Loyola Student Dispatch

Bringing Breaking News to Loyola University Chicago

Posts Tagged ‘CTA’

Loyola Student Dispatch weekly round-up

Posted by loyolastudentdispatch on November 8, 2013

LSDWR Rianne1

By Rianne Coale

CTA crash injures nine

Loyola athlete graduation numbers on rise

Fake gun used in Rogers Park stick-up

And Loyola law professor says don’t go to law school

These are among the top stories this week on Loyola Student Dispatch.

And Rianne Coale, our News Anchor, examines these and other stories in her weekly video round-up.

Click here to view Rianne’s video report: ROUND-UP.

And visit Loyola Student Dispatch for the latest breaking news involving Loyola and it’s neighborhoods.

Loyola Student Dispatch is Loyola University Chicago’s unofficial, student-run breaking news service. Its mission is to capture events on and around campus as they happen, and to inform the Loyola community as quickly as possible.

With breaking news, LSD will often aggregate a story from a reputable news source, then assign a student reporter to follow up with original reporting and an original story.

Students file posts two ways:

  • Aggregated posts attributed to the original source.
  • Originally reported and written news  stories.

Media outlets, bloggers and other publishers are free to use information from Loyola Student Dispatch. We ask only that you credit us as the source of the information.

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Nine injured in Lake Shore Drive bus crash

Posted by loyolastudentdispatch on November 2, 2013

By  Jillian Schwartz

Nine people were injured in a CTA bus crash on Lake Shore Drive near Uptown Friday Afternoon.

The 147 bus swerved and hit a light pole when a vehicle in front of it “stopped abruptly”, CTA spokeswoman Catherine Hosinki said.

The nine people were in good condition and transported to hospitals. The driver was uninjured.

Find the rest of story from the Chicago Sun-Times here.

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Suggest a bike sharing location near Loyola

Posted by bpriddis on December 3, 2012

bike-sharing[1]

By Brian Priddis

The Chicago Department of Transportation is preparing to launch their new bike share program in 2013 and is looking to residents to suggest spots to place the 300 new bike sharing stations around the city.

The Chicago Department of Transportation sees this bike share program beneficial in more than just putting bikes in the hands of Chicago residents, it is faster for short trips, more reliable than CTA and Metra, reduces car traffic and pollution, great way to exercise and keep fit and above all is affordable and environmentally friendly says the CDoT website.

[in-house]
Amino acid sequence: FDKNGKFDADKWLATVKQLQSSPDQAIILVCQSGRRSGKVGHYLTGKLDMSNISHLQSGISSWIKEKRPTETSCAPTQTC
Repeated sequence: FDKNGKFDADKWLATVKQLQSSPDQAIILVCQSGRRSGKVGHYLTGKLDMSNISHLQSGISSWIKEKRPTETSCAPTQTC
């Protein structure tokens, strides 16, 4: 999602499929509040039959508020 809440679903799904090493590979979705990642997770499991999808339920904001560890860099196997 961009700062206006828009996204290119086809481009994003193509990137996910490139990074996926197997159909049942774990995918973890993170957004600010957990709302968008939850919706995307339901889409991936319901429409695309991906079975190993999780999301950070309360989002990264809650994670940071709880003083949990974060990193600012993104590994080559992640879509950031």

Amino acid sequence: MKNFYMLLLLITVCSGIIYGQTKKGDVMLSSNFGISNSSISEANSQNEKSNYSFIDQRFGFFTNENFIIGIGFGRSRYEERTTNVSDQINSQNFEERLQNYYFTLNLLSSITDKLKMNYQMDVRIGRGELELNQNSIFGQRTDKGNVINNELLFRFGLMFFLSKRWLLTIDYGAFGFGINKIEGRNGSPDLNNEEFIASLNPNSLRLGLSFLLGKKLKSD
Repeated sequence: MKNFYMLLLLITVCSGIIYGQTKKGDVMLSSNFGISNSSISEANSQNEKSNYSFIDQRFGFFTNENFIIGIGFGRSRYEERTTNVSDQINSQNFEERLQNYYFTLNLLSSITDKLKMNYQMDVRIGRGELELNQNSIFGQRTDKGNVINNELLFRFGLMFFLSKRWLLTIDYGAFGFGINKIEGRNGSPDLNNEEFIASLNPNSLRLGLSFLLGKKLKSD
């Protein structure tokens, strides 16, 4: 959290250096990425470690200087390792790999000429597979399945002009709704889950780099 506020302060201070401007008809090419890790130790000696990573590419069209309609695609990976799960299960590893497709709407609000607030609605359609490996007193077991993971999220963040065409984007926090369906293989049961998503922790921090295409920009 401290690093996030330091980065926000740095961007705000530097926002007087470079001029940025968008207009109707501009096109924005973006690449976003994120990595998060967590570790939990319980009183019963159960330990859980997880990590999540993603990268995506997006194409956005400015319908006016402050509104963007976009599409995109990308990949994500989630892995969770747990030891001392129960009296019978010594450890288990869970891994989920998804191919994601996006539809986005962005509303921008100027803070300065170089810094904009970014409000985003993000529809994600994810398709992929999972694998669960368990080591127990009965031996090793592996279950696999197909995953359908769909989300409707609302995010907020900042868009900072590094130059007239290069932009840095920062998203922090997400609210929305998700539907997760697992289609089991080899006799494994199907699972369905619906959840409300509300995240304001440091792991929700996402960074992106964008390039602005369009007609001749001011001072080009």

Anyone can go online to the Chicago Department of Transportation’s suggest a station location website anywhere.

Read more information at the Chicago Sun-Times.

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Red Line L service resumes following derailment

Posted by loyolastudentdispatch on November 5, 2012

Red Line L service was back to normal Monday for Loyola University Chicago  students following a derailment between the Loyola and Granville stations.

Here is the story from the Chicago Tribune:

Red Line trains were making their regular stops again on the North Side this morning after a minor derailment near the Granville station.

An eight-car southbound train derailed between the Granville and Loyola stations around 3 p.m. Sunday, but no injuries were reported, officials said.

As emergency crews made repairs on the tracks, the CTA temporarily suspended service north of Granville and began offering shuttle bus service between Wilson and Howard, CTA spokeswoman Lambrini Lukidis said. At about 5 p.m., northbound service resumed from Granville, as did southbound service from Howard, although southbound trains did not make stops between Howard and Argyle.

Southbound commuters traveling to a station between Howard and Argyle were encouraged to travel to Argyle and then backtrack.

Regular service was restored at about 4:30 a.m. this morning, Lukidis said. Jarvis, Berwyn and Lawrence remain temporarily closed for station restoration.

Lukidis did not know if the derailment was related to an Oct. 1 switching problem in the same area.

Riders on the derailed train were brought to the Granville station. They said the rear cars suddenly jumped and the train came to a halt north of the Granville station, near Rosemont Avenue.

Pearl Madison, 66, was headed downtown from Evanston on the train.

“It was a very nice ride, and then suddenly we saw the train [car] behind us turn up and shake really badly, and then it stopped,” he said.

Riders waited about two minutes and got directions from the train operator. At first, Madison said, “I was very scared” but she asked the train operator if they were in any danger and he said no.

Jataune Bosby, 25, was headed from the Howard stop to the Loyola stop, which the train skipped because of construction. After the derailment, passengers waited on the train for about half an hour as the Fire Department and the CTA assessed the situation.

“They did their best to keep people calm,” Bosby said.